(We have to be careful what we say as some might be twisting the reply to convince the wife to stay at home?)
Second was from West Island fishing club members coming to Turangi for the first time. They were on their annual fly fishing trip and as they had chosen to try the North Island and fish in the Tongariro magic instead of battling South Island wilderness rivers, it was important we convince them for future trips too.
So we combined some TRM library photos with a guest’s drone images to illustrate and asked Hannah – TRM’s guide – to put them together on ‘YouTube’ to illustrate the special ‘feeling’ of some of Turangi attractions and facilities within a five minute walk of TRM. Easy peasy. Turangi’s facilities were designed to cater for a much larger town so we are quite spoilt really.
We had to add the corporate box at the footy (at top) image even though it is more than a five minute walk – more of a five minute drive – as it reflects the character of the relaxed friendly informality of a heartland NZ town.
We hope the slide-show-video answered all their questions on what Turangi has to offer…
1080 debate continued…
Further to the 1080 rant yesterday several have asked TRM not to be so biased and to post the other side of the argument – below…
Louie’s rant was also posted on TRM facebook to encourage comment and received the following response from David:
David Mole-man Some of these anti-1080 comments are bordering on ridiculous Ross! I’m not here to argue the pros and cons of 1080. I’ll leave that for people who know more about it than myself and Louie the Fish (e.g. people who write peer reviewed papers in respected scientific publications).
I know you are fighting the good fight, and I usually enjoy reading your daily report. But please at least post articles that are unbiased, informative and have decent credible information, not an incredibly biased, unsubstantiated rant from a local with an agenda. (Apologies to Louie, I’m sure he’s a nice guy, and if he wants I’ll buy him a beer in the Turangi Tavern next time I’m up and debate all of this)
Regarding the first comment. First of all, I know a lot of DoC biodiversity, trapping, and pest control surveys are carried out by volunteers (e.g. locals who care about the environment) under the guidance of a local DoC ranger. So what he is saying that some random forestry workers started following around DoC staff (or volunteers) on a pest control survey and followed them around so closely that they could “firsthand” witness them enter incorrect results – really?? My guess is that the average forestry worked has very little understanding of survey methodologies, transects and data collection to be able to understand what the significance of any data collected by field staff anyway.
Or alternatively they may have heard field staff yelling out “no possums here mate, let’s just make up some numbers!” – very unlikely. And most obviously, this is a complete contradiction to the whole anti-1080 argument, that 1080 kills absolutely everything it comes in contact with, including “the disturbing decline of the whole aquatic and terrestrial ecosystem”. So it can destroy the whole aquatic ecosystem but not possums?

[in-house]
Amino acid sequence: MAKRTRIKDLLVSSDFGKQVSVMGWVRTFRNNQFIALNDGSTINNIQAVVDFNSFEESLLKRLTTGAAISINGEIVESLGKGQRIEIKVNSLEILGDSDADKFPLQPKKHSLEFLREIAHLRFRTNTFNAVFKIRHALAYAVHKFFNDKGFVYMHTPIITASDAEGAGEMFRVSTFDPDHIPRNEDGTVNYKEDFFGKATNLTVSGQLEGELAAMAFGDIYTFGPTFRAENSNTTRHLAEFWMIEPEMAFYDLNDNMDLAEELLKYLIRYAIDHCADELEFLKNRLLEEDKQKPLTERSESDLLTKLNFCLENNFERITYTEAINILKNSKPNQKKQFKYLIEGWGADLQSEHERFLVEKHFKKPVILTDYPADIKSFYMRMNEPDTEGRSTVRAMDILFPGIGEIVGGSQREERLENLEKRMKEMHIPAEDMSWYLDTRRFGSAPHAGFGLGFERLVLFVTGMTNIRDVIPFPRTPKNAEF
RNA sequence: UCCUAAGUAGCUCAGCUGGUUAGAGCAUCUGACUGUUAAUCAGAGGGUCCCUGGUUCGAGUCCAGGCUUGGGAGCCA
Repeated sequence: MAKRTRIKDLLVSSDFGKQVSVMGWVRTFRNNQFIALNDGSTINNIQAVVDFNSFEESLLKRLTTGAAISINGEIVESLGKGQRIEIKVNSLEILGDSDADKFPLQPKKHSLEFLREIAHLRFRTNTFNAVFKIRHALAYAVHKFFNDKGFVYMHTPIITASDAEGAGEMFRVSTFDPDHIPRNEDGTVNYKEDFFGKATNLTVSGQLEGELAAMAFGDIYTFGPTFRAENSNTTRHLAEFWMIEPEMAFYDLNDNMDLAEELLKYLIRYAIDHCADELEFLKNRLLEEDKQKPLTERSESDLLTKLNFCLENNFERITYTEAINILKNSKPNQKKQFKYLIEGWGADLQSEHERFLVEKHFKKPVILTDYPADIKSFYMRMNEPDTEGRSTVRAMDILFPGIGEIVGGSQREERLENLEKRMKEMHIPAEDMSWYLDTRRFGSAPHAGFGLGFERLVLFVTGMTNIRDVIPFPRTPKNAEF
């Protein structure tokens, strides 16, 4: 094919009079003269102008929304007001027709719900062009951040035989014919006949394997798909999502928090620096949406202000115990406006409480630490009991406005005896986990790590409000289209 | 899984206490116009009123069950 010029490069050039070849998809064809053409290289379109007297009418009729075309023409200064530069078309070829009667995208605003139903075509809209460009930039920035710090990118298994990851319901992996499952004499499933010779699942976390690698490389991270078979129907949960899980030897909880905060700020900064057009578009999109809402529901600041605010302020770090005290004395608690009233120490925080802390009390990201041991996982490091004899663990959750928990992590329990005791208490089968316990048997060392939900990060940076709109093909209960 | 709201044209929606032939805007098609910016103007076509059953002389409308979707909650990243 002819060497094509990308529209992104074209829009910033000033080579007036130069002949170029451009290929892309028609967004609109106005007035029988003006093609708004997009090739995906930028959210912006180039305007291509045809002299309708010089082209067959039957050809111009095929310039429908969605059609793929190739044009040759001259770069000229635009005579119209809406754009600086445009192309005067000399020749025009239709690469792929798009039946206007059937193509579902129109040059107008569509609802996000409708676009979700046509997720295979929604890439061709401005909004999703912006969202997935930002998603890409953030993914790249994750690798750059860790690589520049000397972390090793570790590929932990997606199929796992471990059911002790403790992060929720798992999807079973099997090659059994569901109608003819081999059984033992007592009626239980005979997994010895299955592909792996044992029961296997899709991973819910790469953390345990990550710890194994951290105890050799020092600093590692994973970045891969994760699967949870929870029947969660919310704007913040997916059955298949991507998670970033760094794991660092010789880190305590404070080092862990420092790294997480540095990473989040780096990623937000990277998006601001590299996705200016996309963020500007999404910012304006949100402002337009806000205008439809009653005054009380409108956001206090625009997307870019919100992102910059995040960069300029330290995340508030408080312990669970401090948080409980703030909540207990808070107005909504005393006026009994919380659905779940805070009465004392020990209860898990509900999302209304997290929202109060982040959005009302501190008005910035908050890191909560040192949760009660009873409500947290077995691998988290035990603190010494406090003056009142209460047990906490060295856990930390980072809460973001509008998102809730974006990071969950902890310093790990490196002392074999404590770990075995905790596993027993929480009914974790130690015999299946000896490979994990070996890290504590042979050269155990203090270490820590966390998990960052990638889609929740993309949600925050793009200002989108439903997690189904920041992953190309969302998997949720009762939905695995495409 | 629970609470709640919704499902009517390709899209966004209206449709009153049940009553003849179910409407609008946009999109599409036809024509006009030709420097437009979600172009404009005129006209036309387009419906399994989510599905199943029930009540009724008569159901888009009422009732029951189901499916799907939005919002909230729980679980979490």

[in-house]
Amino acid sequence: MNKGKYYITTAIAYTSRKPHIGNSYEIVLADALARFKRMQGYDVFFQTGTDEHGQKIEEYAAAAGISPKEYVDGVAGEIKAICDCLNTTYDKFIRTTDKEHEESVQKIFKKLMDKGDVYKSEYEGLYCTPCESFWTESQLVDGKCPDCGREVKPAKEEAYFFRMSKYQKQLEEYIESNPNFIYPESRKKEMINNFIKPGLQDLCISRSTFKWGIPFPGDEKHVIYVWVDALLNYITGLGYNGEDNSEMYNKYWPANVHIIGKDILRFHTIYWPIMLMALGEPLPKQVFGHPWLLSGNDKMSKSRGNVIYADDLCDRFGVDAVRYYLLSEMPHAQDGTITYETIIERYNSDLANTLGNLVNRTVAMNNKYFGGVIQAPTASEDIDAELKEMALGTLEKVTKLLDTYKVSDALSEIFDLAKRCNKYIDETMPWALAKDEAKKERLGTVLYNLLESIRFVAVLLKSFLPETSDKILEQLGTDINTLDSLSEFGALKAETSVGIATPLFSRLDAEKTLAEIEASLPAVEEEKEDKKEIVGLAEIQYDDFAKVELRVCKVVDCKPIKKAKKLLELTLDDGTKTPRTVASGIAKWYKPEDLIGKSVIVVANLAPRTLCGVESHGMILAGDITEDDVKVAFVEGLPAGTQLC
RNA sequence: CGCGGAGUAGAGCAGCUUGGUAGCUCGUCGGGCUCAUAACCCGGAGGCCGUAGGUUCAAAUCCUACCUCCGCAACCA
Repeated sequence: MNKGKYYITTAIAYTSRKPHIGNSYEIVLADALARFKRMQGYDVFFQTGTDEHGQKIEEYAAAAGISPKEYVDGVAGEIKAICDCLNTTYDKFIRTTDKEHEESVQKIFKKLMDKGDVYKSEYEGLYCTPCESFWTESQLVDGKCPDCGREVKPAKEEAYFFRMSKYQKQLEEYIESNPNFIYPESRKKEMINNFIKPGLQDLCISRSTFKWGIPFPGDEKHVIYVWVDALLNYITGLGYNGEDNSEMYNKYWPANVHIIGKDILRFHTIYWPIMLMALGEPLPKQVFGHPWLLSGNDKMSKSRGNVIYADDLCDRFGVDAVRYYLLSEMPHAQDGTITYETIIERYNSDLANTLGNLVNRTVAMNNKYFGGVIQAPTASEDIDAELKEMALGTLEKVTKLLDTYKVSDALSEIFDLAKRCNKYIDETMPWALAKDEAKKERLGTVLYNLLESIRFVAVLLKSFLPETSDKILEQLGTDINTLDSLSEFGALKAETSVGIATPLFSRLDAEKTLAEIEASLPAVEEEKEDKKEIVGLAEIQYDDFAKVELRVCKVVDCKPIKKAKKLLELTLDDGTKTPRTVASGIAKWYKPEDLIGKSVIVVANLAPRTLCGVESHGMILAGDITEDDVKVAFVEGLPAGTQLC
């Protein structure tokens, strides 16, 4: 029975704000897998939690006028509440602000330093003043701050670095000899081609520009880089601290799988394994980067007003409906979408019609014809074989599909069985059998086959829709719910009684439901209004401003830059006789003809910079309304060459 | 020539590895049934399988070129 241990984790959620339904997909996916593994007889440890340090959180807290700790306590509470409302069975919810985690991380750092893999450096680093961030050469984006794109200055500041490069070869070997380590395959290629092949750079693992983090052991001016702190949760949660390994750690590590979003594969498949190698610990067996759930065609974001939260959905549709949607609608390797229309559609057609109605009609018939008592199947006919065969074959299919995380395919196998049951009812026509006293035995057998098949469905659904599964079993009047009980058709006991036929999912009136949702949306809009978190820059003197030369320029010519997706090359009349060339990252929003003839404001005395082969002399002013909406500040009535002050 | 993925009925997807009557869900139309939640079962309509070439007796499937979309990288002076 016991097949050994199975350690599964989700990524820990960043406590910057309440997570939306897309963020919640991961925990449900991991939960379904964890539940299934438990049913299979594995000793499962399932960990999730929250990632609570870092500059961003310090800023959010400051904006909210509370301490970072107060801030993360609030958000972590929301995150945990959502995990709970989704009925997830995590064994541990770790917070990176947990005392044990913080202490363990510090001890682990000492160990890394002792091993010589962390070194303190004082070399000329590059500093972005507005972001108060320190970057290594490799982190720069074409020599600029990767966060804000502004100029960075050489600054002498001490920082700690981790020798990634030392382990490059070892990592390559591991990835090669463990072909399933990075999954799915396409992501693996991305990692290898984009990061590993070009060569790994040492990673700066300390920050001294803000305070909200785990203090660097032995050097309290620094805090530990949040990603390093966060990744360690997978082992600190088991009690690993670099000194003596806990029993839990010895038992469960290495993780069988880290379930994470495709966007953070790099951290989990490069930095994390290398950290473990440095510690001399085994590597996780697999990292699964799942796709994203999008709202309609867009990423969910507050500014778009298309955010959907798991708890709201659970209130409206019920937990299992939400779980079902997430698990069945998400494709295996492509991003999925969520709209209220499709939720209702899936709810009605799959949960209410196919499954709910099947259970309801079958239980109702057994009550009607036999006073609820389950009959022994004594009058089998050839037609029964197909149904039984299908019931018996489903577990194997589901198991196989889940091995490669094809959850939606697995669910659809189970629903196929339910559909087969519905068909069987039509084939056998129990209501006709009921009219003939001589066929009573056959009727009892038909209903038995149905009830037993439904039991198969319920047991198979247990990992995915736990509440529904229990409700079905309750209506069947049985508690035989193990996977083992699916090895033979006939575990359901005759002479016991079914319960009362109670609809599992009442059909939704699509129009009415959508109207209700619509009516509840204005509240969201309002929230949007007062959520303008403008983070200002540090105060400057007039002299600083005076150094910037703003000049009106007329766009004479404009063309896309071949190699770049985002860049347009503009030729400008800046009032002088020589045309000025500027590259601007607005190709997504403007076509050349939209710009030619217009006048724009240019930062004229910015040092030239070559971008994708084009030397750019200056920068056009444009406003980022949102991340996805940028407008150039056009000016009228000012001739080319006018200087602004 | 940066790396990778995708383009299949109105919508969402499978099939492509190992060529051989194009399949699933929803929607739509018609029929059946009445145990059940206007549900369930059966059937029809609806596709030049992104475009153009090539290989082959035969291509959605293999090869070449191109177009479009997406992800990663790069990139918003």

No more green and brown beetles, and no cicadas!!?? Where were he this summer?! Sorry don’t know much about frogs, but I’m sure my comments below will apply.
The third comment says that an accidental drop of 1080 in the lake 7 to 8 years ago is responsible for the decline of galaxids, bullies and smelt. Apologies, I don’t know the history of the accidental drop in the lake so correct me if what I write is wrong.
Firstly, DoC usually contracts out aerial 1080 drops to local helicopter contractors. So it is very unlikely this was a DoC mistake, but actually a mistake by “Bazza the helicopter pilot from down the road”. Ironically, this is probably the same “Bazza” who takes hunters and anglers up into the local hills.
Secondly, I’m not denying declining numbers of freshwater fauna, and reduction of trout size. I’m sure there is some research out there confirming this. The loss of freshwater fauna is probably attributed to a lot of things, and is probably extremely complex. Taupo is an extremely large lake, and I really doubt a single heli drop of 1080 would have such an adverse effect. I’d take a guess that climate change is a large driver in the declining numbers. The warmer winters are likely to prevent thermal mixing of the lake, meaning the lake stays more stratified during winter and prevents upwelling of zoo and phytoplankton into the shallows, which is what smelt and bullies need in order to eat.
As for reduction of trout size, I’d imagine this would be the result of a number of things too, including:
– Volcanic activity (ash clogging waterways)
– Hydro / energy production reducing river flows; silt aggredation causing poor conditions for freshwater invertebrates (e.g trout food)
– “Flood protection works” (your favourite topic) destroying large sections and spawning areas on the Tongariro River
– Excessive killing of mature and large trout (an argument for another day) reducing quality of the gene pool
– Limited food supply
Last I heard the trout size and condition was on the increase (even with all the recent 1080 drops and increased 1080 usage??), and from what I’ve read average trout size has fluctuated in the past, well before 1080 was introduced.
I’m not even going to bother on the last comments as they are complete hearsay.
Rise up and revolt!
Ban unsubstantiated and biased information!
David (a proud owner of a lucky green TRM hat)